- Hive top feeders are positioned at the top of the hive and are often inverted containers that have small holes in the lid. Some hive top feeders are shaped like a hive body.
- Division board feeders are a similar shape to a Langstroth frame and hang inside one of the boxes.
A queen excluder is placed above the highest box that the beekeeper will allow the queen to venture. It is usually a grid of plastic or metal with holes that allow worker bees to pass through, but not the queen or drones.
The queen excluder stops the queen bee from laying eggs in the honey supers. When this happens, the honey is harder to harvest, and fall management becomes a bigger challenge.
Some beekeepers prefer not to use a queen excluder as it slows down the progress of the worker bees. The end result could mean less honey production.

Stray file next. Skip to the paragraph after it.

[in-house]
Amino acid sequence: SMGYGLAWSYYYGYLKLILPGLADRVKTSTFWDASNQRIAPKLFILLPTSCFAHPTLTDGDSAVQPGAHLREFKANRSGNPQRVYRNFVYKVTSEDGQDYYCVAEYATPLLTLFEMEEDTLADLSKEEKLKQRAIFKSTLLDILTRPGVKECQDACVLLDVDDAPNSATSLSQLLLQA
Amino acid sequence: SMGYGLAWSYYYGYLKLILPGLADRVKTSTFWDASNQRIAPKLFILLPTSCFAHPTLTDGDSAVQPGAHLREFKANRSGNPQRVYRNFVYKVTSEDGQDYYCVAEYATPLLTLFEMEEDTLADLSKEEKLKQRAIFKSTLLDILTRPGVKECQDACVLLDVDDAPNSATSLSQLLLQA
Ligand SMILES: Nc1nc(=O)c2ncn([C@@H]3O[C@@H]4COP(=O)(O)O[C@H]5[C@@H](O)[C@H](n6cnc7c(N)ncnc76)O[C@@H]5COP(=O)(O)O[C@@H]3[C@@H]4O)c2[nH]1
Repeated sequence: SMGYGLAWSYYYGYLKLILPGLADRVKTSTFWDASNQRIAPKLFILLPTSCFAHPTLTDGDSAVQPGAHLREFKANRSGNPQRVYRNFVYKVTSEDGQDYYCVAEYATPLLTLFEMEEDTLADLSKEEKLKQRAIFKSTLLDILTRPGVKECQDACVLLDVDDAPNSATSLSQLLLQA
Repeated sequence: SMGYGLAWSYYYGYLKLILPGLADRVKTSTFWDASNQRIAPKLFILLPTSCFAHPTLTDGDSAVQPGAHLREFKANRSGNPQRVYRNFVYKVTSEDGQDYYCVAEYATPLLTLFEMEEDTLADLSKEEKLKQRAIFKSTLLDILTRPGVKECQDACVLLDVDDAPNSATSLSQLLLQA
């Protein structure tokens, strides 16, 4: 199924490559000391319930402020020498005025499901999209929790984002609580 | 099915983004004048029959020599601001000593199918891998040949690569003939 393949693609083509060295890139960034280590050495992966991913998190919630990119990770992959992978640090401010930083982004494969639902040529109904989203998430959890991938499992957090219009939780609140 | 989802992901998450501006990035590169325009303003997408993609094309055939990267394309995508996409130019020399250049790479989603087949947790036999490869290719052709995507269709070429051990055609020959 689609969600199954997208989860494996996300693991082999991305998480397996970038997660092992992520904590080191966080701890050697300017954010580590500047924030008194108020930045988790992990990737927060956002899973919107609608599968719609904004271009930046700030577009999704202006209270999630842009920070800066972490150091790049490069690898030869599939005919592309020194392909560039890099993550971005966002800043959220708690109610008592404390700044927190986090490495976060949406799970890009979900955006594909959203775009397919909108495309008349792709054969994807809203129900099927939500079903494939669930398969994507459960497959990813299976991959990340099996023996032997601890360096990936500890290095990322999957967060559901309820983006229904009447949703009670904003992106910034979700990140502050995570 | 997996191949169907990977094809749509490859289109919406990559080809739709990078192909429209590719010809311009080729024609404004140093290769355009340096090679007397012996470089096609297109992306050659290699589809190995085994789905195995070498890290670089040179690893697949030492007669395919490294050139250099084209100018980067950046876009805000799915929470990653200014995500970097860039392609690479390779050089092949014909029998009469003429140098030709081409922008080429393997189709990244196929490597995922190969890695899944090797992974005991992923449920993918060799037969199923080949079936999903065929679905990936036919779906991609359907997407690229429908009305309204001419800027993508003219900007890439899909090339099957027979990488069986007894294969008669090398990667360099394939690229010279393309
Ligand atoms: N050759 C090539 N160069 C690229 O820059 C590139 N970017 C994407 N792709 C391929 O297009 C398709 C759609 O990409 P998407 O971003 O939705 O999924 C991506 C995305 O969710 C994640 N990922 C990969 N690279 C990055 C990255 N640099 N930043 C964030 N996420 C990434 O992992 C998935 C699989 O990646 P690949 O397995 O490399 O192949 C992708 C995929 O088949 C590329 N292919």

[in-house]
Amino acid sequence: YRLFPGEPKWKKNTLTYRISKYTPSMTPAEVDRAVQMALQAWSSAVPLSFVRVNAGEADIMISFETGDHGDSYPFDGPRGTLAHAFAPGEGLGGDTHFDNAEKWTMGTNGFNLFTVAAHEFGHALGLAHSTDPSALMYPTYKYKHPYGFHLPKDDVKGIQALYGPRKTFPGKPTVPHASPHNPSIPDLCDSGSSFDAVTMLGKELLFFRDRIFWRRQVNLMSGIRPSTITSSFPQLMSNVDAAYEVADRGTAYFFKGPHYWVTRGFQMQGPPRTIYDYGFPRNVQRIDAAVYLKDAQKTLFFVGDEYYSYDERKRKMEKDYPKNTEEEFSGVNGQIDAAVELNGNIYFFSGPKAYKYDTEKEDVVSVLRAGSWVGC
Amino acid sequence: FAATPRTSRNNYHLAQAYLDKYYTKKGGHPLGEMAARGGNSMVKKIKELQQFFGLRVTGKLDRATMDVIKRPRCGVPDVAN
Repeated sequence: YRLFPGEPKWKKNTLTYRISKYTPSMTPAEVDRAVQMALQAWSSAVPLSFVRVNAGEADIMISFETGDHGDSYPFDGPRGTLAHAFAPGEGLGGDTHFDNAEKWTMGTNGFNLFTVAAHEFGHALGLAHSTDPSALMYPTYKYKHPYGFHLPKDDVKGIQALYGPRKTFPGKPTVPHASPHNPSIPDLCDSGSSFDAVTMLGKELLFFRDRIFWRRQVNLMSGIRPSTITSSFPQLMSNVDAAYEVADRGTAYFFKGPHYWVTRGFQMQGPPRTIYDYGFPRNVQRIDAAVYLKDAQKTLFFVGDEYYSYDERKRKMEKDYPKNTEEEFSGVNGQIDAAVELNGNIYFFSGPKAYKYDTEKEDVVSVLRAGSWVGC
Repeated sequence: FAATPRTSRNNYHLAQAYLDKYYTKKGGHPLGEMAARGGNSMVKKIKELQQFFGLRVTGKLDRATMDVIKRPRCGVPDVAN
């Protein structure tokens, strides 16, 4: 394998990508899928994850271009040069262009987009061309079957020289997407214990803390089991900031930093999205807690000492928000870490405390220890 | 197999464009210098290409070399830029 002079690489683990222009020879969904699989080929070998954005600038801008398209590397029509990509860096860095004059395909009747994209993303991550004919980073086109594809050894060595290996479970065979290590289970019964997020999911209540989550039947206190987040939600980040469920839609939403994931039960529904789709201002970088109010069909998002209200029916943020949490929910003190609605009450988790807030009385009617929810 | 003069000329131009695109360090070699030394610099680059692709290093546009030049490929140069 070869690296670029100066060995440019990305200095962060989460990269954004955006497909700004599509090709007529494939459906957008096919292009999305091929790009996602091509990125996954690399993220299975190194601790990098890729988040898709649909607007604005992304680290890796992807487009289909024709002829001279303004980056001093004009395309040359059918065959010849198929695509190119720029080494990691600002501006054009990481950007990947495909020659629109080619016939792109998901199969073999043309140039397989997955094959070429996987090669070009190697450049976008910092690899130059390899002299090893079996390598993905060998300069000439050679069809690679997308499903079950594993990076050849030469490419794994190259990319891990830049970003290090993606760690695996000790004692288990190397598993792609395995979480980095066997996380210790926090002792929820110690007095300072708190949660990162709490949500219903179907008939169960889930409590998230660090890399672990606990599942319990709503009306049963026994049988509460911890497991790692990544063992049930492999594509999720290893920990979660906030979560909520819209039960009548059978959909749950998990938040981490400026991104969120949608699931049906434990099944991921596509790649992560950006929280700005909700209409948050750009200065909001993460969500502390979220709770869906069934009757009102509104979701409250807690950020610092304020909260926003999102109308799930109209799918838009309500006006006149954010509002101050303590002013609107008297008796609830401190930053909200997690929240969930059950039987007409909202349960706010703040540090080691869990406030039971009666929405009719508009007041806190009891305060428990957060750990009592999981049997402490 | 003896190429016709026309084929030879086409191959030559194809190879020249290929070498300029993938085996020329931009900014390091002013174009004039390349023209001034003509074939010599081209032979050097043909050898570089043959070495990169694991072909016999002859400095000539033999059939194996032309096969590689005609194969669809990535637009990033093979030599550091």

Why use a Langstroth hive?
Langstroths are a good choice for beekeepers looking for a popular hive with plenty of accessories. If scaling honey production is a high priority, then these hives are your best option. However, beekeepers who can’t lift awkward-sized boxes and those with limited mobility may find the Langstroth difficult to work with.
Advantages of using a Langstroth hive
- Quickly expand (or downsize) the hive by adding a super.
- Plenty of guides and resources makes learning easy.
- Most popular hive in the United States, Australia, the U.K, and many other countries.
- Easily mix ‘n match equipment and parts from different product manufacturers.
- A stable hive thanks to its four-sided design.